Adding curlicues and complexities to popular song forms, the London outfit’s anticipated debut is big and clever
The Last Dinner Party have not been known, over the past year or so, for reticence. And now, to join the Lodnon outfit’s well-stocked wardrobe, bulging book of press cuttings and fast-filling trophy cabinet, they’ve made Prelude To Ecstasy, an album which sounds huge, with an ornate flamboyance decorating pop hooks from the top drawer (of the dressing up box). How many other debut albums open with a full-on overture? This one starts with a lavish orchestral confection, equal parts Gershwin and Shostakovich, with a little hint of golden-age Hollywood glamour. The album’s title is probably not a reference to Steely Dan’s 1973 classic Countdown To Ecstasy, but in some ways The Last Dinner Party resemble Becker and Fagen’s sophistirock outfit, adding curlicues and complexities to popular song forms – although on evidence to date it’s clear the former would be more fun to hang out with in the studio.
Sonically, this album is varied but invariably bold, gesturing camply towards a raft of classic pop styles. Burn Alive is blousy panto goth, The Feminine Urge is pitched on the sturdiest of Spector drum patterns, and Caesar On The TV Screen is blasted epic glam a la Marc Almond and its late 60s soul-pop shuffle could have served Amy Winehouse well (not to mention some gratuitous but delicious timpani rolls). Sinner starts with an insistent piano which Aurora Nishevsky should really perform with a stick-on Ron Mael ‘tache, so readily does it evoke vintage Sparks, but blossoms into a controlled fruitiness with the flavour of Roxy Music’s late – and under-rated – albums. There’s a light Cardigans slinkiness to My Lady of Mercy, which suddenly bursts into a Broadway stoner metal chorus – quite fittingly, as the Cardigans were always unabashed Sabbath heads./p>
In a blizzard of reference points, the band always sound cohesive, not just a list of educated nods, the music impeccably arranged and with true depth to the writing. Take On Our Side, with a tinkling piano, slow stately chords, and a high, yearning vocal line that isn’t far from the Coldplay of Fix You, but there are definite differences. Firstly, Coldplay don’t tend to end an epic ballad with an 80-second ambient hug sounding ike a windchime being sucked down a cloud tunnel, but also, whereas Chris Martin’s lyrics are almost pathologically generic, where every stone is accompanied by a bone, and anything cold is simultaneously old, this album is incredibly well read, and wears its learning as lightly as the lace frill around a flouncy cuff. Literary and classical allusions are tossed in without smug fanfare. When a song claims of the titular Beautiful Boy that “he launches ships”, we think of Marlowe’s Helen of Troy; when The Feminine Urge proclaims “I am dark red liver stretched out on a rock” the image of Prometheus is raised; and Caesar On A TV Screen’s “When I was a child, I never felt like a child, I felt like an emperor” must have been copped from Paul’s First Letter to the Corinthian Girl Bosses.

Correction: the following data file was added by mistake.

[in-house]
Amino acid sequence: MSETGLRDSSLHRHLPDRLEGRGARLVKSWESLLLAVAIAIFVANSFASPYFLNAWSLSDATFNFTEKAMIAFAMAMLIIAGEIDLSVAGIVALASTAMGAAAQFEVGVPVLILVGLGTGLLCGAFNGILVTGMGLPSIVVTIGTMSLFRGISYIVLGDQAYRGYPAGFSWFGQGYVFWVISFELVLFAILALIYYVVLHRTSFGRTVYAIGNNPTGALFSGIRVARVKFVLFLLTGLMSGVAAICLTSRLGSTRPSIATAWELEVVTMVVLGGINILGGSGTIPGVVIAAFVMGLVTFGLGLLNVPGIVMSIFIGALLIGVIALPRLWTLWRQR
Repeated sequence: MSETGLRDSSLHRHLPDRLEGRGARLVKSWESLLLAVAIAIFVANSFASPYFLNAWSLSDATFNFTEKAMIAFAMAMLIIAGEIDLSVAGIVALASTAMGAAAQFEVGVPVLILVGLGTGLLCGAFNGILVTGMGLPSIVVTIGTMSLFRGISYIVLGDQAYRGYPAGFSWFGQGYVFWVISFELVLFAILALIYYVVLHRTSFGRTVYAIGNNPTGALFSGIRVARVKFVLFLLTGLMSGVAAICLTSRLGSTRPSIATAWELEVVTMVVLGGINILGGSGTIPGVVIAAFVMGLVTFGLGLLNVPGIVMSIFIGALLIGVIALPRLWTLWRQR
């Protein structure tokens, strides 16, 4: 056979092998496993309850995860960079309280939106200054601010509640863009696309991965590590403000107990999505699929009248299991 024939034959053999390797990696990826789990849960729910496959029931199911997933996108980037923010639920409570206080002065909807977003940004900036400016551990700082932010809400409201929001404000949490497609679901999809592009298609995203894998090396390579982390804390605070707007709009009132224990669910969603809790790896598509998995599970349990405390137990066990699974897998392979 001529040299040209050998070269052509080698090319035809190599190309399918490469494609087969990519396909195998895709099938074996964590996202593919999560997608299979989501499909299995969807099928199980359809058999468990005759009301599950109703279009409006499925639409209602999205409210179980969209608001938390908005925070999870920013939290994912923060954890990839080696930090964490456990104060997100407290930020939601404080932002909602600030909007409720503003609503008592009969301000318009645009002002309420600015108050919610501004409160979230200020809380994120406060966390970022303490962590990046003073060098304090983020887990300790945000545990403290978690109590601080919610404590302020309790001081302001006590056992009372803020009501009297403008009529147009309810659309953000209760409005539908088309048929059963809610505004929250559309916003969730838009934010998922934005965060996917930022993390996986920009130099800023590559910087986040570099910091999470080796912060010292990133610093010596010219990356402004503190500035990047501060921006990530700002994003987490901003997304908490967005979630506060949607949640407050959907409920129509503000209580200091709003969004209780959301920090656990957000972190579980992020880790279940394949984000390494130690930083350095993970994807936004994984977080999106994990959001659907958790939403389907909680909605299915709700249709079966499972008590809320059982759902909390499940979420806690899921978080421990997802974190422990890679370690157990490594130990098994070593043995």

The lyrics are consistently port-rich in allusion and emotional drama. Grab words from across the album and you’ll find lust, envy, pray, sin, altar, lust (again) – it’s basically The Best Catholic Guilt Album In The World… Ever! But there is great humour in the writing too, the offhand wit of the playfully bookish. When Burn Alive assures us “there is candlewax melting in my veins” it’s a bohemian thirst trap for sixth-formers existing on a diet of snakebite and Brontë, whereas the wryly bleak yet urbane statement “I’m falling like the leaves in Leningrad” is part Kate Bush, part Mark Corrigan.
Admittedly, Portrait Of A Dead Girl might have been better served by a rawer recording more in line with the band’s celebrated live shows than the frilly pomp of this version, and one too many slightly blustery guitar solos might have been shoehorned in, but widescreen ambitions should never be criticised, and as Prelude To Ecstasy ends with Mirror, a Cheryl Cole torch song with Nick Cave intensity and Bond-theme bombast, you have to conclude that this album is big, and it is clever.